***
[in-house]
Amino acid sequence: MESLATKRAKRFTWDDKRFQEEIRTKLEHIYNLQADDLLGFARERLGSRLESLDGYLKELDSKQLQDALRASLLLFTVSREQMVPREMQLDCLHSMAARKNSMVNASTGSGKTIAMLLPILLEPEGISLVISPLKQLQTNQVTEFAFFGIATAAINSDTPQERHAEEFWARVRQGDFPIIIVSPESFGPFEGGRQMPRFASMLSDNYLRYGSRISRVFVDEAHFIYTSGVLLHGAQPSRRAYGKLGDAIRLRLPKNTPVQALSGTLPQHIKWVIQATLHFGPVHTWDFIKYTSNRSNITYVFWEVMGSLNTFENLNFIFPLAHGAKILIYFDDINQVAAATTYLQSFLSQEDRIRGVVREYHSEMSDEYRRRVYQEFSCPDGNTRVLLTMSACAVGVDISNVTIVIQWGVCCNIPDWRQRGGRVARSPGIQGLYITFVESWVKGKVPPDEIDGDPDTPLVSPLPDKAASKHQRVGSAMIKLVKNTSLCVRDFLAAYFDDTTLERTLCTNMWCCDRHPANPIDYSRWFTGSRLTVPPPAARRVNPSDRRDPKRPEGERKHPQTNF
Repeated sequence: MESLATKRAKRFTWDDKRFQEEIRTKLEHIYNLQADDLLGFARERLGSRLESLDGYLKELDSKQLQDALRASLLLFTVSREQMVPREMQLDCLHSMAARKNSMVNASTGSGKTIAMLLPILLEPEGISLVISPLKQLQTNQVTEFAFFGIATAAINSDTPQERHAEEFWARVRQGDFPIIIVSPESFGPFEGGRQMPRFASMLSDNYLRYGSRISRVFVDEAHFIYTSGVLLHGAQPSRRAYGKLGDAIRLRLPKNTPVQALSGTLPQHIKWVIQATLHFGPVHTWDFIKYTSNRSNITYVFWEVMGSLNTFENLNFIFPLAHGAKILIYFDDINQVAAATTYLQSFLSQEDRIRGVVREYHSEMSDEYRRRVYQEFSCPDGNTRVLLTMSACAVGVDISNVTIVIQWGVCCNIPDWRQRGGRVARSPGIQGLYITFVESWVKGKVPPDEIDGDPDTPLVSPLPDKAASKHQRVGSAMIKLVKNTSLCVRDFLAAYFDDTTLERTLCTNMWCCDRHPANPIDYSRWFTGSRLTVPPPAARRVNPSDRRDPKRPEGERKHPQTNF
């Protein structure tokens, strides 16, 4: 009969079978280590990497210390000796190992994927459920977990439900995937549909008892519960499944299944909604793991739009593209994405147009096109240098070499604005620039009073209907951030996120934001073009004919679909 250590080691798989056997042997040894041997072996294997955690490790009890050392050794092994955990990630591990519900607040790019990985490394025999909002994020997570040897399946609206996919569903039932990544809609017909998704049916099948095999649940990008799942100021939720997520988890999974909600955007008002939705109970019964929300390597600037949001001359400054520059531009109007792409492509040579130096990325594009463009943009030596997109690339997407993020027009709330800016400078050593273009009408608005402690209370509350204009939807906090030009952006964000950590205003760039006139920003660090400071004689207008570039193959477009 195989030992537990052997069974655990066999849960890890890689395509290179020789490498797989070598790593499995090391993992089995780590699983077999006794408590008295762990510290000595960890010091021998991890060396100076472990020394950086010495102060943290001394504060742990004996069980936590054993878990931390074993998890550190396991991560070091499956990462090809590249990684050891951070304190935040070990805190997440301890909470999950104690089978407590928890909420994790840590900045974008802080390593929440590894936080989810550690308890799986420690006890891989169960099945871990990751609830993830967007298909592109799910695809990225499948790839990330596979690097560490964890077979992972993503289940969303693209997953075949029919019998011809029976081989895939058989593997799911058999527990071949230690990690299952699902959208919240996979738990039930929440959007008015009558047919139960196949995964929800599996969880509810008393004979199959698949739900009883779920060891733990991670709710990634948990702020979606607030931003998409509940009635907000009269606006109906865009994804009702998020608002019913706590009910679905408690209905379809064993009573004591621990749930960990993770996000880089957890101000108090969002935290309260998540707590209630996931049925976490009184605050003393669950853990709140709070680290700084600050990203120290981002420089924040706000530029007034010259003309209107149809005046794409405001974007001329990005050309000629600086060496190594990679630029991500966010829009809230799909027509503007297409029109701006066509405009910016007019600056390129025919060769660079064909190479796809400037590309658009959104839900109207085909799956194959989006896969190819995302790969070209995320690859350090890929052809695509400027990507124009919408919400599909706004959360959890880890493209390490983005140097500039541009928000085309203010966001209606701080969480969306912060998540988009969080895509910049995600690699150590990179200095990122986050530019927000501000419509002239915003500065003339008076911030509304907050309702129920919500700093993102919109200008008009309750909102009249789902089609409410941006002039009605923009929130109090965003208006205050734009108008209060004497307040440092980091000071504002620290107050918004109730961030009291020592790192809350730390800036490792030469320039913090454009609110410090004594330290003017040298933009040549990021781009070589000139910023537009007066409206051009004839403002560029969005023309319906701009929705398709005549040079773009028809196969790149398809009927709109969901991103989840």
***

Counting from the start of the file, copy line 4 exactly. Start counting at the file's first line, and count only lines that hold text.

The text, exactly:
């Protein structure tokens, strides 16, 4: 009969079978280590990497210390000796190992994927459920977990439900995937549909008892519960499944299944909604793991739009593209994405147009096109240098070499604005620039009073209907951030996120934001073009004919679909 250590080691798989056997042997040894041997072996294997955690490790009890050392050794092994955990990630591990519900607040790019990985490394025999909002994020997570040897399946609206996919569903039932990544809609017909998704049916099948095999649940990008799942100021939720997520988890999974909600955007008002939705109970019964929300390597600037949001001359400054520059531009109007792409492509040579130096990325594009463009943009030596997109690339997407993020027009709330800016400078050593273009009408608005402690209370509350204009939807906090030009952006964000950590205003760039006139920003660090400071004689207008570039193959477009 195989030992537990052997069974655990066999849960890890890689395509290179020789490498797989070598790593499995090391993992089995780590699983077999006794408590008295762990510290000595960890010091021998991890060396100076472990020394950086010495102060943290001394504060742990004996069980936590054993878990931390074993998890550190396991991560070091499956990462090809590249990684050891951070304190935040070990805190997440301890909470999950104690089978407590928890909420994790840590900045974008802080390593929440590894936080989810550690308890799986420690006890891989169960099945871990990751609830993830967007298909592109799910695809990225499948790839990330596979690097560490964890077979992972993503289940969303693209997953075949029919019998011809029976081989895939058989593997799911058999527990071949230690990690299952699902959208919240996979738990039930929440959007008015009558047919139960196949995964929800599996969880509810008393004979199959698949739900009883779920060891733990991670709710990634948990702020979606607030931003998409509940009635907000009269606006109906865009994804009702998020608002019913706590009910679905408690209905379809064993009573004591621990749930960990993770996000880089957890101000108090969002935290309260998540707590209630996931049925976490009184605050003393669950853990709140709070680290700084600050990203120290981002420089924040706000530029007034010259003309209107149809005046794409405001974007001329990005050309000629600086060496190594990679630029991500966010829009809230799909027509503007297409029109701006066509405009910016007019600056390129025919060769660079064909190479796809400037590309658009959104839900109207085909799956194959989006896969190819995302790969070209995320690859350090890929052809695509400027990507124009919408919400599909706004959360959890880890493209390490983005140097500039541009928000085309203010966001209606701080969480969306912060998540988009969080895509910049995600690699150590990179200095990122986050530019927000501000419509002239915003500065003339008076911030509304907050309702129920919500700093993102919109200008008009309750909102009249789902089609409410941006002039009605923009929130109090965003208006205050734009108008209060004497307040440092980091000071504002620290107050918004109730961030009291020592790192809350730390800036490792030469320039913090454009609110410090004594330290003017040298933009040549990021781009070589000139910023537009007066409206051009004839403002560029969005023309319906701009929705398709005549040079773009028809196969790149398809009927709109969901991103989840």